Web 2.0 vs. The Tradesman

April 9, 2011 at 6:24 pm (Web 2.0) (, , )

"On the internet, nobody knows you're a plumber"

Web 2.0 technology has been around for at least the last five years. Although not yet considered mainstream, Web 2.0 applications such as Facebook, YouTube, and Twitter have become accepted words in the social vernacular.

These applications typically lend themselves to informal collaboration across multiple social worlds (McLoughlin & Lee, 2008), seemingly replicating everyday human interactions.

But how does this apply to the offline tradesmen? Are the benefits touted by tertiary institutions applicable to graduate trade training?

A self-employed electrician may have little requirement for external collaboration in order to complete a task, however when the task requires the use of specialist tools or knowledge it can be certain that some collaboration takes place. In the modern world it is not just computers that are changing at a great rate; trade knowledge and skill sets are constantly evolving creating specialised subfields (Surowiecki, 2004) that make it harder for one ‘master’ to know everything.

Collaboration is key and Web 2.0 tools like blogging, YouTube, and Facebook (forums) allow people with similar interests to exchange ideas. These online communities of practice contain users who volunteer their time and knowledge to help others (Casarez, Cripe, & Sini, 2008), and in doing so create specifically tailored information for the individual. Contrast this with Web 1.0 (webpage’s) technology where generic, broad topic information is ‘pushed’ out to the user and the attraction of Web 2.0 technology is obvious.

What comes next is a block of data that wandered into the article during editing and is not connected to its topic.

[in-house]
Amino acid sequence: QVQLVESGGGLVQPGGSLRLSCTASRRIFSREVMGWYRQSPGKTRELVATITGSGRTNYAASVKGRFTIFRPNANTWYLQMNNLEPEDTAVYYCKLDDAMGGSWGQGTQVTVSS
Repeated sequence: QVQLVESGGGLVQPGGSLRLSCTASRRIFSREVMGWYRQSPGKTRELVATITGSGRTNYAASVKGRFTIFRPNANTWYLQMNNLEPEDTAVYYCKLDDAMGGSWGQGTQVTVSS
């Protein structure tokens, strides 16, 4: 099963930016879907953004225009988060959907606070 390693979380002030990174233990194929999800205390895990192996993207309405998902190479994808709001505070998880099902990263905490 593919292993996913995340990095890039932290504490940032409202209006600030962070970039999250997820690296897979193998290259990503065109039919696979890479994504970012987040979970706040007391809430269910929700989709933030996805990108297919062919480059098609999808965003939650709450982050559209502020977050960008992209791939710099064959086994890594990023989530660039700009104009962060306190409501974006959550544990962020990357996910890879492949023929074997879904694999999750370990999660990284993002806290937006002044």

Becoming involved in these technologies may not be a day-to-day necessity for the average tradesman but as a tool for their own development and the development of others, Web 2.0 may be the ultimate collaborative tool. Perhaps this form of information ‘philanthropy ‘ may become the new charity of the modern age …


Casarez, V., Cripe, B., & Sini, J. (2008). Reshaping Your Business with Web 2.0. New York, NY, USA: McGraw-Hill Professional Publishing.

McLoughlin, C., & Lee, M. J. W. (2008). The Three P’s of Pedagogy for the Networked Society: Personalization, Participation, and Productivity. International Journal of Teaching and Learning in Higher Education, 20(1), 10 – 27.

Surowiecki, J. (2004). Wisdom of Crowds : Why the Many Are Smarter Than the Few and How Collective Wisdom Shapes Business, Economies, Societies and Nations. Westminster, MD, USA: Doubleday Publishing.



  1. kayhammond68 said,

    I had written out a comment and then clicked that I liked this post, and it ate my comment! Oh well, type it out again…

    I really like this blog. Beautiful writing, too! The point about the merge of the offline tradesman and Web 2.0 is interesting. The idea of information philanthropy is also thought provoking. What do you see as the factors that might lead to this merge? What is your experience? Do you see any potential conflict between the concept of information philanthropy and those who would caution that giving away professional knowledge for free is exploitation, or does it go beyond monetary value?

    Nice blog!

  2. odieone2 said,

    Thanks Kay for your comments – they have provoked a deeper exploration of topic